Number eight. Not reading the homeowners association documents or other deed restrictions on your new home. This can be overwhelming because HOA documents might be several hundred pages of rules, regulations and budgets. Homeowners association typically will have some restrictions on your usage of the property which can include the color you can paint your house, the number, size and breed of pets allowed, if can park in the driveway, when you can leave your garage door open, your ability to rent the property in the future and more. Don’t get blindsided by not looking at these items before you make a purchase. It would be unfortunate to buy a property with intentions of turning it into a rental home, only to find out that you can’t do it because of HOA restrictions you didn’t read.
Number nine This is a big one! Do you not make any changes to your finances or buy any major purchases before the closing of your new home. Financial changes will have a huge impact on your ability to obtain the loan. Just know that the loan underwriters will be checking your credit a day or two before closing, so any major changes will show up on your credit report. This means no job changes, no large cash withdraw from your checking, savings or retirement accounts. And do not deposit large amounts of cash into your bank accounts. This will trigger an investigation and delay the closing.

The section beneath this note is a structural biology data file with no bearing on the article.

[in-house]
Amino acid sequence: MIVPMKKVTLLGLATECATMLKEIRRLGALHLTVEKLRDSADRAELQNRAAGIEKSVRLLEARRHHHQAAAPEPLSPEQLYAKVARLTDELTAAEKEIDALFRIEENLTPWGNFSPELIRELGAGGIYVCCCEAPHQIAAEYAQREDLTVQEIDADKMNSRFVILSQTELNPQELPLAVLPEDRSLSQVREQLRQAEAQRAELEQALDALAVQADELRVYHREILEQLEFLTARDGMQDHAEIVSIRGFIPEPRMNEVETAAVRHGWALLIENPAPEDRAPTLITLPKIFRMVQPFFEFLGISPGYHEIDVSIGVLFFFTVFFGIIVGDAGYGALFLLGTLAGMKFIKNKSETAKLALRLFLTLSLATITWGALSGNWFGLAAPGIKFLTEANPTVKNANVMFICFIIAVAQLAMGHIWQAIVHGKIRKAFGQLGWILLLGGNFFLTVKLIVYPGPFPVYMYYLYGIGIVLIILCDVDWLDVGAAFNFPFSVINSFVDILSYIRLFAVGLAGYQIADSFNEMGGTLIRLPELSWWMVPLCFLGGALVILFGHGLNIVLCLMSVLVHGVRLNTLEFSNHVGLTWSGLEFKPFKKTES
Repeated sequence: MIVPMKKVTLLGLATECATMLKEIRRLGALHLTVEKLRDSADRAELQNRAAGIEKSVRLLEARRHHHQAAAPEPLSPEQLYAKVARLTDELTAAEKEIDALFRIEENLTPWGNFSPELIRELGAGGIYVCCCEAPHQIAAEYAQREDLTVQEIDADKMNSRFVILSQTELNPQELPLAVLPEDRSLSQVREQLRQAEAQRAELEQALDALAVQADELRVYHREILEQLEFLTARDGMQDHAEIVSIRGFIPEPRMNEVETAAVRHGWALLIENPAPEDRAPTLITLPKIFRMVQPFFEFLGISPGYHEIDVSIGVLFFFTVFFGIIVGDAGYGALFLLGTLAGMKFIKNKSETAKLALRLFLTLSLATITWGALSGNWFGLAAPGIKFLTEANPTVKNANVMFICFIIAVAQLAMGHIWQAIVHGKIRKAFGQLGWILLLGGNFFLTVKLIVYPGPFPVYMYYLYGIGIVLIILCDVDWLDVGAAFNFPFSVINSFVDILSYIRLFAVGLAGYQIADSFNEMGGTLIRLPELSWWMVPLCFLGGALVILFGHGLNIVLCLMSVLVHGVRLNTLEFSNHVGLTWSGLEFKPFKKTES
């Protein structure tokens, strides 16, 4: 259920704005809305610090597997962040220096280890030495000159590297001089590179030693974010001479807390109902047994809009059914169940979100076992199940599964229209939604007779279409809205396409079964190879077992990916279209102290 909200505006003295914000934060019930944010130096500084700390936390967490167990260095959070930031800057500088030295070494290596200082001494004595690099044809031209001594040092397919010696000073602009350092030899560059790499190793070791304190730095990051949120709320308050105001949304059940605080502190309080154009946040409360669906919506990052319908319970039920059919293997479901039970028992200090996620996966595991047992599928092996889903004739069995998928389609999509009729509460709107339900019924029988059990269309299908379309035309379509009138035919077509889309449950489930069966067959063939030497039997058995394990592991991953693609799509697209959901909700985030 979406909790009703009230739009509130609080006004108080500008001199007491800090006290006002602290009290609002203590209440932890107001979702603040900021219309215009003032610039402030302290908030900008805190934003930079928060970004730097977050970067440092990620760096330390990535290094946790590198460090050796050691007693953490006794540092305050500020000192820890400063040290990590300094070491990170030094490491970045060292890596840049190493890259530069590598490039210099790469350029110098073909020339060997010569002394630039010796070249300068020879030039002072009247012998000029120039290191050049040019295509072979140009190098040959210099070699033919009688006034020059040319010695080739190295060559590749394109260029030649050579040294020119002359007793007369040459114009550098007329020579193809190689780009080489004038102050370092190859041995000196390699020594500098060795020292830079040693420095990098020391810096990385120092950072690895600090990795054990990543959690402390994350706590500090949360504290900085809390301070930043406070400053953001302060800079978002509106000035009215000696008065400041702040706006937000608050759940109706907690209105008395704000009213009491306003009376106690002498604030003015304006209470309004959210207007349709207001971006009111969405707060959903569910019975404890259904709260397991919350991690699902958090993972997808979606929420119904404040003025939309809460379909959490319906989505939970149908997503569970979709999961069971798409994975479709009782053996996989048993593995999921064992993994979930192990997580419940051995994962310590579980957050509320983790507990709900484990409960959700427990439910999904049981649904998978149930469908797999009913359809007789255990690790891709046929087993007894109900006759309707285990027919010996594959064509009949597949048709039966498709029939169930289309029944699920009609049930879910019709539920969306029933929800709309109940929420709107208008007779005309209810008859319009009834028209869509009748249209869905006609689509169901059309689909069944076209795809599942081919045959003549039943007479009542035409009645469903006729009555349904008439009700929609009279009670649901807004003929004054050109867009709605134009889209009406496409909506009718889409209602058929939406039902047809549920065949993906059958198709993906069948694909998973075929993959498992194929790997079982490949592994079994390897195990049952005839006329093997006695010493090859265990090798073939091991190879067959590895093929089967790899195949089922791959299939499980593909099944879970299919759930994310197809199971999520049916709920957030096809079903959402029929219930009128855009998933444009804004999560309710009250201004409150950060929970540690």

Also, do not make any major purchases while your home is under contract. That means that you cannot buy new appliances, new furniture or a new car while you’re in the closing process. Do not apply for any new credit card accounts, even if you were offered something simple like a retail store credit account that will give you an extra 20% off today’s purchase. This will cause a change in your credit picture and a delay or possible denial of your loan. So, do not take out any new loans as it could adversely affect the purchase that you were about to make of your new home.
And number 10 is do not try to time the market. I’m not saying that you should not be aware of the ups and downs and fluctuations of the market, but do not adopt the attitude that you are going to wait till the absolute lowest point in the market to pull the trigger and make your purchase. It’s impossible to determine the bottom of the market until it has already passed. Do your homework, talk to your financial advisors and move forward quickly when you find the property that meets your needs. It’s always great to look back and know that you got the best deal possible but it’s nearly impossible to time the market.